The WCAB issued a split panel, with the majority finding that applicant had been a residential employee, and was thus entitled to benefits.

But there was a dissent…

One commissioner reasoned that applicant was working for the marijuana operation, and so his duties were “in the course of the trade, business, profession, or occupation of” the owner of the residence (Labor Code section 3352).

Here are your humble blogger’s thoughts on this matter: applicant could, reasonably argue that he really had concurrent employment.  On the one hand, he was being paid $500 a month and provided room and board to take care of defendant’s house and household (cooking, cleaning, child care, etc.)  Applicant also had a second job – assisting his employer in growing and selling marijuana, in exchange for being taught how to do the same.

The injury was the result of confronting an armed intruder – was this part of his duties in the household or the marijuana operation?  As we’ve seen before in the Rincon matter, the reason why a worker was shot matters.  If it was incidental to the job, it is compensable, if it is a personal matter, even if it happens at work, it probably will not be compensable.

Can we apply the same logic to these two employments?  If applicant was shot in the discharge of his duties for one, and not the other, shouldn’t that guide the resolution?  Your humble blogger doesn’t have the facts related to the robbery itself, but if the majority of what was taken (if anything) was the marijuana, then it would appear that the injury resulted as part of the marijuana internship, rather than the household/residential job.  If such is the case, it would appear that the injury was sustained as part of an illegal business that would not be covered by a homeowner’s policy, even if defendant had one.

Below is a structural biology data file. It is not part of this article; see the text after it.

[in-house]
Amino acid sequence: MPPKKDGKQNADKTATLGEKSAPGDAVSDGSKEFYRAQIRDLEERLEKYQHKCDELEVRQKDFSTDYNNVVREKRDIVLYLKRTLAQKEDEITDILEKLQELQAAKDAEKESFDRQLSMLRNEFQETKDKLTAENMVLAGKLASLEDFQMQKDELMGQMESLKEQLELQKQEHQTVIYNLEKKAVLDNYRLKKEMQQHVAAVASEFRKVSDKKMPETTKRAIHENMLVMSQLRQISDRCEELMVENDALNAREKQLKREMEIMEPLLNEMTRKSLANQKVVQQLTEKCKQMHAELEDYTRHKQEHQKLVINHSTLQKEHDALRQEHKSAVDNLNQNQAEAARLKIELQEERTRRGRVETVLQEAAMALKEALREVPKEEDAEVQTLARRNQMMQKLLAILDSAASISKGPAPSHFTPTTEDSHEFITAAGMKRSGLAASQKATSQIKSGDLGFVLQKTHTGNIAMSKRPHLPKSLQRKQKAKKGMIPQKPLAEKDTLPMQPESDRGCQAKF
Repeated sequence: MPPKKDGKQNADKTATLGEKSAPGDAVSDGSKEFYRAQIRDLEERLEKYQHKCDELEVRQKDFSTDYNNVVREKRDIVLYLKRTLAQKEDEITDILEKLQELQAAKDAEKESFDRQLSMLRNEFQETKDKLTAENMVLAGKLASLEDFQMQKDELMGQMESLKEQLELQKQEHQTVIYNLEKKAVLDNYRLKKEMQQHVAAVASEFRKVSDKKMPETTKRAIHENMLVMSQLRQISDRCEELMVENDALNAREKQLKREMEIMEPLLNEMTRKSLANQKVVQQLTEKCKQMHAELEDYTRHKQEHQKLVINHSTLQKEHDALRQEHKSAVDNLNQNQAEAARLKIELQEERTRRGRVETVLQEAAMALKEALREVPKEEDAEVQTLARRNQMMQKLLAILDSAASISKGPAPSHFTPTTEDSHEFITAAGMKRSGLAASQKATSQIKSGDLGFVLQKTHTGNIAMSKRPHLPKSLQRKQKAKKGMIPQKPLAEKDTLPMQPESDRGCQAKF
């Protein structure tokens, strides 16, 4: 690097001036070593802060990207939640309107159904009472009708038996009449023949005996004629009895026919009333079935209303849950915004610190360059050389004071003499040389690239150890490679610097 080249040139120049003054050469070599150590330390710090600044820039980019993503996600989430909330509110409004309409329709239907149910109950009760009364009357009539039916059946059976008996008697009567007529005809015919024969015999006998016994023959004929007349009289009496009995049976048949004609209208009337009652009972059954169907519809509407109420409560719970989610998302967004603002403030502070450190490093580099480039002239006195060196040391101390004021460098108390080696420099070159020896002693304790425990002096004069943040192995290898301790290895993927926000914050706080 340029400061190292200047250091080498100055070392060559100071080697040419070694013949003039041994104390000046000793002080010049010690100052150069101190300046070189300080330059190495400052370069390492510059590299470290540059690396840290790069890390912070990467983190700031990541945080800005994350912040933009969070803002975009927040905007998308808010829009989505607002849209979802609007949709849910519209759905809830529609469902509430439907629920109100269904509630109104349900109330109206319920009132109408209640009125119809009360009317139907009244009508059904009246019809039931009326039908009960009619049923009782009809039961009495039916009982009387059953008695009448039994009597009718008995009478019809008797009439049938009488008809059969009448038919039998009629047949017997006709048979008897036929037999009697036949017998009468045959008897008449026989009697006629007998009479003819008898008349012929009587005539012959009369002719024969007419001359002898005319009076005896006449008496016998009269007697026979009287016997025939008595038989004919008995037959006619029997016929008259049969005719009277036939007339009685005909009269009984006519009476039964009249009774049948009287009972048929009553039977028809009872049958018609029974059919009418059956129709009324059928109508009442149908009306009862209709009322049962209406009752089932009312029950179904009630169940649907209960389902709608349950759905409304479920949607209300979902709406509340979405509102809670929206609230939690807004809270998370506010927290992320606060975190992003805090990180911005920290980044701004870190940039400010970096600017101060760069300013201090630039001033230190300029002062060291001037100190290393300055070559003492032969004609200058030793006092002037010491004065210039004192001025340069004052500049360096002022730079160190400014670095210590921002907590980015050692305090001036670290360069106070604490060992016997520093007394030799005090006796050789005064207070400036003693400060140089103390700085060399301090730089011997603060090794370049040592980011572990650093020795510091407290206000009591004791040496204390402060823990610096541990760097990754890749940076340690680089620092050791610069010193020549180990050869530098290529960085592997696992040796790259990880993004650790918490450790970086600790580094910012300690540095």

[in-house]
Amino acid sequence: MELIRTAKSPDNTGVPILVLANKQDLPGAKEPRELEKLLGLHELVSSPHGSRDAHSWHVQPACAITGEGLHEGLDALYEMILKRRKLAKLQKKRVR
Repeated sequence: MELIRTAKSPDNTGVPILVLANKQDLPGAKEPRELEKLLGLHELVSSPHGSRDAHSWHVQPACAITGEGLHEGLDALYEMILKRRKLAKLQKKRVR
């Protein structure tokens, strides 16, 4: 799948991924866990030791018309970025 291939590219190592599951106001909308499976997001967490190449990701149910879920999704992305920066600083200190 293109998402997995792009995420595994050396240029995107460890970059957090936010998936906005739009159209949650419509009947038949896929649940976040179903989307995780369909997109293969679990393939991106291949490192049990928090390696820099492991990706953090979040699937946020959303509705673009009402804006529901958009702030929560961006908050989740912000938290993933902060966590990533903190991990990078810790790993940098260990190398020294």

Additionally, it seems a question of fact whether there were two distinct jobs in the first place, as applicant moved in with defendant specifically to learn how to grow marijuana, and the rest of his duties were part of the bargained-for exchange.

Finally, although the terms are coached as an employment relationship, both from applicant and defendant, it seems that there is almost a partnership in place with these facts.  It is not uncommon for partners to have different duties – brains vs. brawn, business vs. talent, name recognition vs. leg work.  Although the terms included pay from one party to the other, given the exchange involved it seems almost like a partnership for an illegal venture.  (Just a crackpot legal theory, dear readers – my research doesn’t actually include trying the products discussed above…)

The case is a very tragic one, of course, but, despite recent laws in various states, Marijuana remains illegal on the Federal level, and the manufacture and sale of drugs, in general, continue to be intertwined with violent crime.  UEBTF being charged with providing benefits in a case such as this somehow seems like an incorrect result.